For Jerrod Penn, the economics is about more than just numbers.
An environment and natural resources economist in the LSU College of Agriculture, Penn uses the principles of economics to better understand human nature and what society values.
This means Penn often begins with face-to-face surveys because the data he needs do not exist.
“I’m the most micro of microeconomists,” Penn says from his office at Martin D. Woodin Hall on the LSU campus.
Penn joined the economics faculty in January after finishing his doctoral work at the University of Kentucky. There he became nationally known for research that established the financial effects bedbug reports on lodging websites have on hotels and other aspects of the hospitality industry. He and his research partners also found that most consumers couldn’t identify a bedbug.
There was little information any researchers or organizations were willing to share, so Penn and his two co-researchers got their own data through online surveys.
“Bedbugs are a huge problem to the hospitality industry,” Penn says. “It’s kind of a taboo topic.”
The study’s findings drew attention from the New York Times, Consumer Reports and the Scientific American podcast, earning Penn notoriety in an understudied field.
Penn grew up in St. Cloud, Florida, and began studying business economics at the University of Florida, and he told his adviser he was interested in the economics of recreation, natural resources and the environment. “We don’t do that,” the adviser said before directing Penn toward agricultural economics.
In agricultural economics, Penn learned that he can ask people questions, such as how much they would pay to support bald eagle conservation. From that survey, he could assign an estimate to how much society values bald eagles.
“I thought that was magic,” Penn says. “We can ask yes-or-no-style questions and come up with dollar signs for how people value things.”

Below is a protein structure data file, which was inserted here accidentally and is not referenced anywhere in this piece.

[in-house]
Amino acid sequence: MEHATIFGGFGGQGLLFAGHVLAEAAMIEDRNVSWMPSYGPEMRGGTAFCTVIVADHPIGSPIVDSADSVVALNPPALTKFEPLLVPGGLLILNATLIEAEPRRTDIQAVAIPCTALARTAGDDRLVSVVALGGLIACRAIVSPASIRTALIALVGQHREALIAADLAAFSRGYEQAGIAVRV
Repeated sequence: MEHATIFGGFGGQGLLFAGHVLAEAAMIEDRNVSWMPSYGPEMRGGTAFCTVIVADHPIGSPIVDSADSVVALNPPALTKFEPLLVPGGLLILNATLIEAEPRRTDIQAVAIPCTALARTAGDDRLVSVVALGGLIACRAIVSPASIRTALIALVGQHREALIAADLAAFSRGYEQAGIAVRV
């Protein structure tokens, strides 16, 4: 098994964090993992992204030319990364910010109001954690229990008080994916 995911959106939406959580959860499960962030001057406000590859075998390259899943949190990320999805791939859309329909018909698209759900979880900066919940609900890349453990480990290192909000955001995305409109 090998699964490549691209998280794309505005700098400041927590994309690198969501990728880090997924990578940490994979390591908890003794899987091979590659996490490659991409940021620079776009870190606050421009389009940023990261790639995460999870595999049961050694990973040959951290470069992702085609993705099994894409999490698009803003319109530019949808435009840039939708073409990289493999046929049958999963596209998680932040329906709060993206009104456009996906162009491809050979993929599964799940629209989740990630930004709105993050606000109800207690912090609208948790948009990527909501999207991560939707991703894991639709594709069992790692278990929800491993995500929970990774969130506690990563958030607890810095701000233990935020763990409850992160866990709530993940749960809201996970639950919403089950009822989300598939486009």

Since moving to Baton Rouge, Penn has been surveying users of East Baton Rouge Parish parks on what they know about honeybees and native pollinators, such as bumblebees, moths and wasps.
“How do they differentiate their value between native pollinators versus honeybees,” Penn says. “Do they differentiate between those things? Can we do some outreach and education after the fact?”
The survey also gives Penn a chance to work with his wife, Hannah Penn, an entomologist and postdoctoral researcher studying honeybees in the LSU Department of Entomology. Married since 2012, their interests have intertwined before.
“We are more than the sum of our parts when we work together,” Jerrod Penn says.
Outside of economics, Penn is fascinated by bees and insects and loves hiking and exploring national parks.
In the College of Agriculture, Penn teaches an undergraduate environmental resources class. He has experience in ocean and coastal economics and water quality, and he expects to expand into those fields while in Louisiana.
He relishes the opportunity to figure out what the individual or consumer thinks.
“I feel like a translator,” he says. “I translate basically scientific work into an economically meaningful or relevant number to the rest of society — or vice-versa. I can say, if this is how society perceives things — given this information as to what society’s values are, how does this inform the relevance of research you are doing?”
This kind of translation, Penn says, could be key to understanding the path to real progress.
Kyle Peveto is assistant communications specialist with Communications and assistant editor of Louisiana Agriculture.
(This article appears in the summer 2018 edition of Louisiana Agriculture.)
Jerrod Penn, environment and natural resources economist, LSU College of Agriculture. Photo by Craig Gautreaux
Penn enjoys hiking in national parks. This photo is from a recent visit to the Grand Canyon.